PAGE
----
Curiosity got the best of me and I wanted to find out how the three examples cited performed since their IPO. I also wanted to know what their underwriters thought of them and what they think of them now.
This company went public at $10 and closed the first day at $18.44. The stock traded as high as $40 a share back in the spring of 2000. It is currently trading at a whopping $1.32 a share. Bear Stearns initiated coverage with a Buy on the stock, since then they have changed their collective brilliant minds and downgraded the stock to a neutral.
Fairmarket is no longer Fairmarket, it is now called Dynabazaar, and don’t ask me why. For this piece we will call it Scam X, I don’t want anyone to get confused. Scam X went public at $17 a share and hit an all-time high at around $50. If you have four shares of Scam X today you can sell them, take the proceeds and buy a can of Pepsi. Scam X is trading at 35 cents. Deutsche Bank in their infinite wisdom originally had a Strong Buy on Scam X, but to their credit they did downgrade it to a Buy.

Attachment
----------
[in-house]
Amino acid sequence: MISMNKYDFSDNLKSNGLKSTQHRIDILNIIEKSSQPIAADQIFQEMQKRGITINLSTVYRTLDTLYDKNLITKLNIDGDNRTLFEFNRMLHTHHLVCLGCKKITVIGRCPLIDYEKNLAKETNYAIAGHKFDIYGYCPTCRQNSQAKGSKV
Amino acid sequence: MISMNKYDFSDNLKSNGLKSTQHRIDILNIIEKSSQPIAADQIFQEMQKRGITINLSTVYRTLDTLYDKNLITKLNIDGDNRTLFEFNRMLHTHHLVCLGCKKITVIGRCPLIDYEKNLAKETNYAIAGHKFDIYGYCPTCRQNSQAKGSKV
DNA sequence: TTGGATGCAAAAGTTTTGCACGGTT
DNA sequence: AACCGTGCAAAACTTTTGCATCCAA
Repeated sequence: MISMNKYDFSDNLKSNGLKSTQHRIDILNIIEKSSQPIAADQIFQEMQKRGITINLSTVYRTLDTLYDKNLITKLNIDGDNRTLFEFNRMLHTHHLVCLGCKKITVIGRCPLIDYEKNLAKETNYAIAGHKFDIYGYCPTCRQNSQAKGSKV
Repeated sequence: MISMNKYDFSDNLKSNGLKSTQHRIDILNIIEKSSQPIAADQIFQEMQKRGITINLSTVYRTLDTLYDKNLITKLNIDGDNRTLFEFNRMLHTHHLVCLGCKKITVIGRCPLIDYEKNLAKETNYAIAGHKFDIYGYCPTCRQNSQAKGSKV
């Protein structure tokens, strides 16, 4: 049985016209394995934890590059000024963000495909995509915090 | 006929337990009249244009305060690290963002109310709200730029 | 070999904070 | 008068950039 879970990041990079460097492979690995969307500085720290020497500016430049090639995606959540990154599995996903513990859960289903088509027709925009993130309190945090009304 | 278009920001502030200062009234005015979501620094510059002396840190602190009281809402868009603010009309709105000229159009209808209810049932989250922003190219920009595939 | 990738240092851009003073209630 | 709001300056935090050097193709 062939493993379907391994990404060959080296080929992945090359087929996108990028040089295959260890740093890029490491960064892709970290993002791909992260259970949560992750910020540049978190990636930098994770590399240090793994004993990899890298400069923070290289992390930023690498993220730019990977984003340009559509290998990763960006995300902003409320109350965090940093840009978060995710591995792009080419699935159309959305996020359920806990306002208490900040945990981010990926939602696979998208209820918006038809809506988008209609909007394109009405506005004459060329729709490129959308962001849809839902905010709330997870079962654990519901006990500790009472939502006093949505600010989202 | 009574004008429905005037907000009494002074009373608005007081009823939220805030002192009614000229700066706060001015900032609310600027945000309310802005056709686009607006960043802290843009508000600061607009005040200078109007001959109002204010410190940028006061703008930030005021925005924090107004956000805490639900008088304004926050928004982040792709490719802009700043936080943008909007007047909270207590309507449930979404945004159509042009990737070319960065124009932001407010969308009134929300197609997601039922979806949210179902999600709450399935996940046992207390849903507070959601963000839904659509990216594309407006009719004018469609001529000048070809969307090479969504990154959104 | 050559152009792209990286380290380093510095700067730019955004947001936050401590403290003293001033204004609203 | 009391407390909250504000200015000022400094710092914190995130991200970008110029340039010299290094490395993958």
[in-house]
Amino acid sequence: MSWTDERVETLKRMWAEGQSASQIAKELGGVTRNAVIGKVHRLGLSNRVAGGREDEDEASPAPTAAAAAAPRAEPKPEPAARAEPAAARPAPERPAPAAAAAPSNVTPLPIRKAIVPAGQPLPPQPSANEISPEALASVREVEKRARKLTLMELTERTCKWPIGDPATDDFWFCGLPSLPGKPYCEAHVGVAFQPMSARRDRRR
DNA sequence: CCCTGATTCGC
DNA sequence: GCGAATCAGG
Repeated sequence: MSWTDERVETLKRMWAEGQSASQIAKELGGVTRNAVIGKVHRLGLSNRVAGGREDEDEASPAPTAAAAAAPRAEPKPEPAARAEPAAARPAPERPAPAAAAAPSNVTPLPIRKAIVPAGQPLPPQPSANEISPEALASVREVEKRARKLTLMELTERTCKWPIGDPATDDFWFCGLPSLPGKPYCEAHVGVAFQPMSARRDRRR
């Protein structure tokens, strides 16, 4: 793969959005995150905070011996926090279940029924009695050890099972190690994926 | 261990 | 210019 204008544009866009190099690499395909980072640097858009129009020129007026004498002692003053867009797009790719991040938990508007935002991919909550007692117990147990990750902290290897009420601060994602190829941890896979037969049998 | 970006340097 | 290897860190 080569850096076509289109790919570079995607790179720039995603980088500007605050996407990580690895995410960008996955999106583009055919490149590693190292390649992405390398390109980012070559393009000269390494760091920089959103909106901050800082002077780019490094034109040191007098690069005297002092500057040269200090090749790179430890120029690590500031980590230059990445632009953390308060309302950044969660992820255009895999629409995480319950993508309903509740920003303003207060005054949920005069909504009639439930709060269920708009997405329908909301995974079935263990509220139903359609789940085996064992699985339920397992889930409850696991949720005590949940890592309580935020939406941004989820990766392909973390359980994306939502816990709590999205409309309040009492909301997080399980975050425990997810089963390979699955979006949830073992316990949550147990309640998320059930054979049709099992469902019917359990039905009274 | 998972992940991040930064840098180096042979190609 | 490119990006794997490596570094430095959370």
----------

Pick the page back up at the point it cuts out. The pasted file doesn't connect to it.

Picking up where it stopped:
Last but certainly not least is our star pupil WebMethods. This so-called company went public at $35 a share to close on the opening day at $212.62. It has traded as high as $300, and is currently sitting at $8.20. The chart of this bad boy looks worse than the K2 ski slope Lane Meyer had to conquer to make the ski team and win the girl in the 1985 cinematic classic “Better off Dead.” Morgan Stanley’s coverage of Webmethods is eerily reminiscent of John Kerry’s campaign positions. First they had an Outperform, then they placed a Neutral, then they placed an Outperform, then they placed a Neutral, then they placed an Outperform, then they placed a Neutral. Seriously folks, you can’t make this stuff up.